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Bill Rankin, 2006

These maps show the distribution of income (per capita) around the 25 largest metropolitan areas in the US (all those with population greater than 2,000,000). The goal was to test the "donut" hypothesis — the idea that a city will create concentric rings of wealth and poverty, with the rich both in the suburbs and in the "revitalized" downtown, and the poor stuck in between.

This does seem to have some validity in older cities like Boston, New York, Philadelphia, or Chicago, but in newer cities it is not the case. Instead of donuts, one finds "wedges" of wealth occupying a continuous pie-slice from the center to the periphery.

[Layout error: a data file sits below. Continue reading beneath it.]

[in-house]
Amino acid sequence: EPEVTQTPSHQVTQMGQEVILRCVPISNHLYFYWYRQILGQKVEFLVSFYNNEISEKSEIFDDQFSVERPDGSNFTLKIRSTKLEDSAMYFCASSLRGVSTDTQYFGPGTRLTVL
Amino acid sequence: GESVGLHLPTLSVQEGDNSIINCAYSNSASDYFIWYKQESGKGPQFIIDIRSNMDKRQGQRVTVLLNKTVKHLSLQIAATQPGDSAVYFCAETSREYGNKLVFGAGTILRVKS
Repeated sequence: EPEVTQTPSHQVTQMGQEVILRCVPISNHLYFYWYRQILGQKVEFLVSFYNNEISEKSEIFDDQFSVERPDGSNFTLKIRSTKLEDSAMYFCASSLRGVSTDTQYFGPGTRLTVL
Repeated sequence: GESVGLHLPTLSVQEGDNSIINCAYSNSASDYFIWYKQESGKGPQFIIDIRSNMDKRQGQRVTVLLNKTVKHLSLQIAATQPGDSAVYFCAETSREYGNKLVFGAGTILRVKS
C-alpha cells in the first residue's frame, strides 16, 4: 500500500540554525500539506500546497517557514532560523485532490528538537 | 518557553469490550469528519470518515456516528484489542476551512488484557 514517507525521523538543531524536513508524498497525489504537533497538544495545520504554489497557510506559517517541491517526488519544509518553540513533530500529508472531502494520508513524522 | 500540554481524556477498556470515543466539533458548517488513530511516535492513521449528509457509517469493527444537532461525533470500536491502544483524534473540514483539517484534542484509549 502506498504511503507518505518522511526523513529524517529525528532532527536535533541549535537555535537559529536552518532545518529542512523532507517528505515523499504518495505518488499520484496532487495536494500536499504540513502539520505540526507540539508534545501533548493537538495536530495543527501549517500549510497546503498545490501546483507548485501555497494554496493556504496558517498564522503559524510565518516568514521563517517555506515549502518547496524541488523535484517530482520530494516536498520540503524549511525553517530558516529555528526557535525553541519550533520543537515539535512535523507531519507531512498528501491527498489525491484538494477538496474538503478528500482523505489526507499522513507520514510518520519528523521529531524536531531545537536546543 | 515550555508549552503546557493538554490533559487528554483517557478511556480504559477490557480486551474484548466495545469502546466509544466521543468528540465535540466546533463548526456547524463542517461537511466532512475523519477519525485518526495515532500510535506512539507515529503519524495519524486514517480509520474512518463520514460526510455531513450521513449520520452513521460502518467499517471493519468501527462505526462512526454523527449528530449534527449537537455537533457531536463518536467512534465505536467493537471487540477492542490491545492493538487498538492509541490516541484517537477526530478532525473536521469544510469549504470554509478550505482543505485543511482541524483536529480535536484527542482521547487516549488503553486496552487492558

Just from visual inspection, it also seems that poverty donuts all tend to have about a five-mile radius, regardless of the size of the city. Perhaps this is the practical limit for commuting without a car?

All maps are at the same scale, and all use the same color values for income.

Here is the income distribution for the entire US, again with the same color scale (mouseover to enlarge; compare to the location of Indian reservations and Hispanic Americans).

NOTE: These maps do not show the full extent of these metropolitan areas; the number below each city's name is my best guess of the population of the area shown, based on US Census estimates for 2006. My interest is not the metropolitan zone per se, but the zone within which there is wide income variation. Also note that these maps cannot be reliably used to compare the aggregate wealth of different cities, since they do not take into account population density (for this one would need to make a cartogram, which would make scale comparisons impossible).

Data Source: US Census, 2000

This is version 2.0, with conformal projections and updated population ranking.